The rise of pro-democracy movements in the Middle East has not led to an improvement in America's image in the region. Instead, in key Arab nations and in other predominantly Muslim countries, views of the U.S. remain negative, as they have been for nearly a decade. And, with the exception of Indonesia, Obama remains unpopular in the Muslim nations polled.
While global publics largely take a positive view of the president's leadership and foreign policy, he receives his lowest marks on dealing with the Israeli-Palestinian conflict -- and his ratings on this issue are especially negative in the Arab nations of the Middle East.
Pakistanis have grown markedly less concerned about extremist groups, and are far more worried about the external threat from India. America's image remains negative and support for U.S. involvement in the fight against extremists has waned. Many Pakistanis endorse extreme views about law, religion and society.
The president gets an enthusiastic thumbs up from the world (with the notable exception of the U.S.) for the way he has handled the world economic crisis. Obama's personal popularity remains high, as do favorable views of the U.S. In a striking difference from the Bush years, while many around the world disagree with Obama's foreign policies, the U.S. image has not been significantly dented as a result. Muslim countries, however, continue to hold a negative view of America and most also give Obama unfavorable ratings.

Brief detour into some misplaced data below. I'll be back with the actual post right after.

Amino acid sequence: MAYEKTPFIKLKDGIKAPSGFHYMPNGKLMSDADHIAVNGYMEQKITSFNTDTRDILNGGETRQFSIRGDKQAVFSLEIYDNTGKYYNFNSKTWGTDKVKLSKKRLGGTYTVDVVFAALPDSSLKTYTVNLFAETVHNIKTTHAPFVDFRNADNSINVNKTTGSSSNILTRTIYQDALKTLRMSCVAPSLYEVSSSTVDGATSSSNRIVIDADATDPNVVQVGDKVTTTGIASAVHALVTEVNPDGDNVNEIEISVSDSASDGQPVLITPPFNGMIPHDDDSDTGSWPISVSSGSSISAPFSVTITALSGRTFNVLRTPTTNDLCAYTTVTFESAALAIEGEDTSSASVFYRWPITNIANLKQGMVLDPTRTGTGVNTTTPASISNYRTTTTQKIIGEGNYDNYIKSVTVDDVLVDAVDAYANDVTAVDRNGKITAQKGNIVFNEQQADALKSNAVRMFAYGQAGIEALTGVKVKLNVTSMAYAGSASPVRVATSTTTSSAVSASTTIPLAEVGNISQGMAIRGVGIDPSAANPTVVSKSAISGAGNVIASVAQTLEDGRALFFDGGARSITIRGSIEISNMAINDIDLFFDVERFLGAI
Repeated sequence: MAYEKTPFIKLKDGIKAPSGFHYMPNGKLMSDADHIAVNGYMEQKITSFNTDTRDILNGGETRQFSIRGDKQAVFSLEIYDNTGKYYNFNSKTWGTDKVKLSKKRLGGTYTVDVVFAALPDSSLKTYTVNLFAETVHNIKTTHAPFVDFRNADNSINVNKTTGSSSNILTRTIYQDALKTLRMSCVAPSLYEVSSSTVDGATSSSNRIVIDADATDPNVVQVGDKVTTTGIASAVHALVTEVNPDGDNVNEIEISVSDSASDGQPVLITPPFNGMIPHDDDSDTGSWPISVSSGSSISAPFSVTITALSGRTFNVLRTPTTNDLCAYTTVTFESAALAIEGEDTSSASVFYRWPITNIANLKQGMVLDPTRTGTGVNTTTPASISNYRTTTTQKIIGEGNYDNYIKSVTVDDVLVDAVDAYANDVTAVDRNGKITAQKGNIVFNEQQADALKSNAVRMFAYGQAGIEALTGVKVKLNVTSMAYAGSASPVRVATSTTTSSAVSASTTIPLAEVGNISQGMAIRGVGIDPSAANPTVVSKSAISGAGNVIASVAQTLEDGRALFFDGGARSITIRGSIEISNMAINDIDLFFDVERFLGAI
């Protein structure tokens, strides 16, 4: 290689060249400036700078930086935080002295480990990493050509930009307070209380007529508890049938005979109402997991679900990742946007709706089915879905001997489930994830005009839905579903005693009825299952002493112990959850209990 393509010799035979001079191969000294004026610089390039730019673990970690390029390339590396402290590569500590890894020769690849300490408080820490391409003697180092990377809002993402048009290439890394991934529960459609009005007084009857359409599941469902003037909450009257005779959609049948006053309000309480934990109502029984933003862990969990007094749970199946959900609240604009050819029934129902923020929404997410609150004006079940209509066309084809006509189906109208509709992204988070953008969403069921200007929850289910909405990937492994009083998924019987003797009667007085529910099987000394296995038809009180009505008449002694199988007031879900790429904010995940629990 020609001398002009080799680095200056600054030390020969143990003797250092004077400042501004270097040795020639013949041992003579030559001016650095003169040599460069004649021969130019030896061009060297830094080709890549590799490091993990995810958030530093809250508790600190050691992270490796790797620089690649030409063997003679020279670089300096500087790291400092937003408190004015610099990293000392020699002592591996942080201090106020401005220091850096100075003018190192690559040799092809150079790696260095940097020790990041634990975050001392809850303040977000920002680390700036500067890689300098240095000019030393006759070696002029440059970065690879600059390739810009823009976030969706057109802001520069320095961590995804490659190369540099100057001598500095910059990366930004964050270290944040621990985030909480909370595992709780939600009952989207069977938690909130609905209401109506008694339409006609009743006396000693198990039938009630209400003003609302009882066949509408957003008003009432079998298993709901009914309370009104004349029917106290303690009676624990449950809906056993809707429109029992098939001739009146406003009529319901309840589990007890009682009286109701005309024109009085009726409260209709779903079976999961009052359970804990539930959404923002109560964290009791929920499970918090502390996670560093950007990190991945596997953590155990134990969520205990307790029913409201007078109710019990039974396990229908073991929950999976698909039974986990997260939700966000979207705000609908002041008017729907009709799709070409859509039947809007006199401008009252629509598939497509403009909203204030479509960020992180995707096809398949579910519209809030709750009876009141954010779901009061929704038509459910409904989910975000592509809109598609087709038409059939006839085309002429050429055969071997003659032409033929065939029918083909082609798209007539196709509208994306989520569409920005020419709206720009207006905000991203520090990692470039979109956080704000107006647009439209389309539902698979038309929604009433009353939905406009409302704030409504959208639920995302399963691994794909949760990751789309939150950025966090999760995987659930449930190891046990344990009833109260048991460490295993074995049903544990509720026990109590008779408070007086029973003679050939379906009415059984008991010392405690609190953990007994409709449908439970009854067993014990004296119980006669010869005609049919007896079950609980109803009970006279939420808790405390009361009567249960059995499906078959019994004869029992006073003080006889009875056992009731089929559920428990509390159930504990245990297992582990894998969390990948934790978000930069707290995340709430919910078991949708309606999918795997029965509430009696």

When President Barack Obama travels to Indonesia he will visit a country where his personal popularity has dramatically transformed America's image.
Pew Global Attitudes surveys chronicled the rise of anti-Americanism around the world for much of the past decade and its sharp recession in many countries following the election of President Barack Obama. However, this improving trend may be more fragile than it would be if it had been based on views of his specific policies.
Though U.S. image remains dismal in Turkey (the lowest rating among 25 nations surveyed) there are signs of improvement in this strategically important country. Far more Turks trust the new American president and the nation is turning less negative toward U.S. foreign policy.
As President Obama embarks on his first trip to Asia he will be greeted by publics who are confident in his judgment regarding world affairs and who generally agree with his international policies.
Pakistani public opinion has turned against al Qaeda and the Taliban, and concerns about Islamic extremism are widespread. At the same time, Pakistanis continue to express negative views of the U.S., although there is an openness to improving relations between the two countries.
America's image is on the rebound throughout much of the world, driven in large part by positive reactions to the new U.S. president. Still, a new Pew Global Attitudes Project survey finds that the Muslim world remains largely immune to Obamamania.